HIV's Alternative Modus Operandi?

PARK CITY, UTAH--Since the early 1980s researchers have known that the AIDS virus wreaks havoc on the body's defenses by destroying immune system cells called CD4 T lymphocytes--so-called because of the CD4 protein that studs their surface. HIV docks to CD4 before slipping inside a cell. But work presented here yesterday at the HIV Pathogenesis and Treatment meeting--and results reported in tomorrow's Proceedings of the National Academy of Sciences (PNAS)--suggest that a second key immune cell could also be an important target for HIV.

A team led by Carl June at the Naval Medical Research Institute in Bethesda, Maryland, and Guy Delespesse of the University of Montreal reported that HIV can also infect T cells bearing a protein called CD8. These cells are thought to help suppress HIV infection in early stages of infection, but eventually the CD8 cells lose this ability and the patient progresses to full-blown AIDS. The team isolated CD8 cells from umbilical cord blood of newborns and "activated" them with compounds that artificially stimulate an immune response--a prerequisite to infection by HIV, which attacks only activated immune cells. The cells began to express CD4 on their surfaces as well as CD8, making them vulnerable to HIV. The findings are in press at the Journal of Experimental Medicine. A second team, led by Jerome Zack of the UCLA School of Medicine, reported similar results at the meeting, and a group led by Robert Gallo of the Institute of Human Virology in Baltimore report in PNAS that they have seen the same phenomenon in adult CD8 cells.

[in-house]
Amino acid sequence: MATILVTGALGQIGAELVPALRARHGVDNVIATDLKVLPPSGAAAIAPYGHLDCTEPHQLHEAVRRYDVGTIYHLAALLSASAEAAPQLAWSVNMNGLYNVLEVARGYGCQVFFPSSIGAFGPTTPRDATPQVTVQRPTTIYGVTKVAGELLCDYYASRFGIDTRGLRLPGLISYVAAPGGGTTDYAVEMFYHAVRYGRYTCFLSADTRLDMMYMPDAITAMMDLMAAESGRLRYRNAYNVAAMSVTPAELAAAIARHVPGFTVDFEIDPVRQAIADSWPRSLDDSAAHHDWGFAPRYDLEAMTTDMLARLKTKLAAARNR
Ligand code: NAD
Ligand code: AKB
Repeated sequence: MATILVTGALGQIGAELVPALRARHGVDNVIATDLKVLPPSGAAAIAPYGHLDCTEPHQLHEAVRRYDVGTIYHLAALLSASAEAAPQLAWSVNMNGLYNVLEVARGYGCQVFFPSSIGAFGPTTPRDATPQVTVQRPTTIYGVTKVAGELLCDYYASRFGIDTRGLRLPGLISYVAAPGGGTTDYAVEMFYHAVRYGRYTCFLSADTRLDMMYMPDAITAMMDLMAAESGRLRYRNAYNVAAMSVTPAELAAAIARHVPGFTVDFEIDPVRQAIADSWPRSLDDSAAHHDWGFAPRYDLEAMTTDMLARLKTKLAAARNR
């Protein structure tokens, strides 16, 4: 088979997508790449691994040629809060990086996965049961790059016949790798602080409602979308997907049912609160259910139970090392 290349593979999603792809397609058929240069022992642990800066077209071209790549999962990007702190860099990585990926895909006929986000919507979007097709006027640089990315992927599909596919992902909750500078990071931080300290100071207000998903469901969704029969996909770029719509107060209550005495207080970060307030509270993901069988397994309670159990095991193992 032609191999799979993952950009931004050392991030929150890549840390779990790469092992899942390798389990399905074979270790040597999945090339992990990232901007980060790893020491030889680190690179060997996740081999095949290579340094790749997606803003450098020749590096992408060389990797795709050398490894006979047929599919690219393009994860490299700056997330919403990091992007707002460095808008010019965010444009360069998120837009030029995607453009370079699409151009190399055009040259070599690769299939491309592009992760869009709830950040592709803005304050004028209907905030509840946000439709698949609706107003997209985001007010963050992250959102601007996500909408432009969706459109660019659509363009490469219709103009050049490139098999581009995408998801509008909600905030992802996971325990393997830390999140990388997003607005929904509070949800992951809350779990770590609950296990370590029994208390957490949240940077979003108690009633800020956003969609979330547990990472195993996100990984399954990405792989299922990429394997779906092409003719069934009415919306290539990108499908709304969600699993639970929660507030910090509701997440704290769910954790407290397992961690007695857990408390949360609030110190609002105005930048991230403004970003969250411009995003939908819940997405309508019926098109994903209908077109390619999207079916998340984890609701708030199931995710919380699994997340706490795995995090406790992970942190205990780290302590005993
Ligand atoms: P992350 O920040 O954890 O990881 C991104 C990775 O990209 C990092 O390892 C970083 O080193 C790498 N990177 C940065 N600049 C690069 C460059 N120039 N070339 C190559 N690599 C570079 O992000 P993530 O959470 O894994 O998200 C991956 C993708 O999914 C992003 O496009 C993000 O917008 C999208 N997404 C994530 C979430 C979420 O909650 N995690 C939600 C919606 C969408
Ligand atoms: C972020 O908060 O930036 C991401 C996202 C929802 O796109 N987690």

The researchers argue that if badly needed CD8 cells succumb to HIV infection, that may explain in part why patients eventually fail to control their infection. Moreover, June says, his team's work could shed light on why children progress to full-blown AIDS more quickly than adults: They have a larger proportion of "naive" CD8 cells that have not yet encountered foreign invaders; these unchallenged cells were found to be more likely to express CD4 than were so-called "memory cells" that have been exposed to foreign antigens.

"This is an important in vitro finding and might represent an important mechanism for viral persistence in this cell population," says immunologist Luis Montaner of the Wistar Institute in Philadelphia. But Montaner and other researchers who spoke to ScienceNOW warned against extrapolating these results to infected people. One concern is that cells "taken out of their normal context" might fail to produce biochemical "silencers" that are known to suppress CD4 expression in CD8 cells, says immunologist Daniel Littman of New York University. But if the findings hold up after further study, says Littman, this vulnerability of CD8 cells "would probably have a negative impact on the immune response against the virus."

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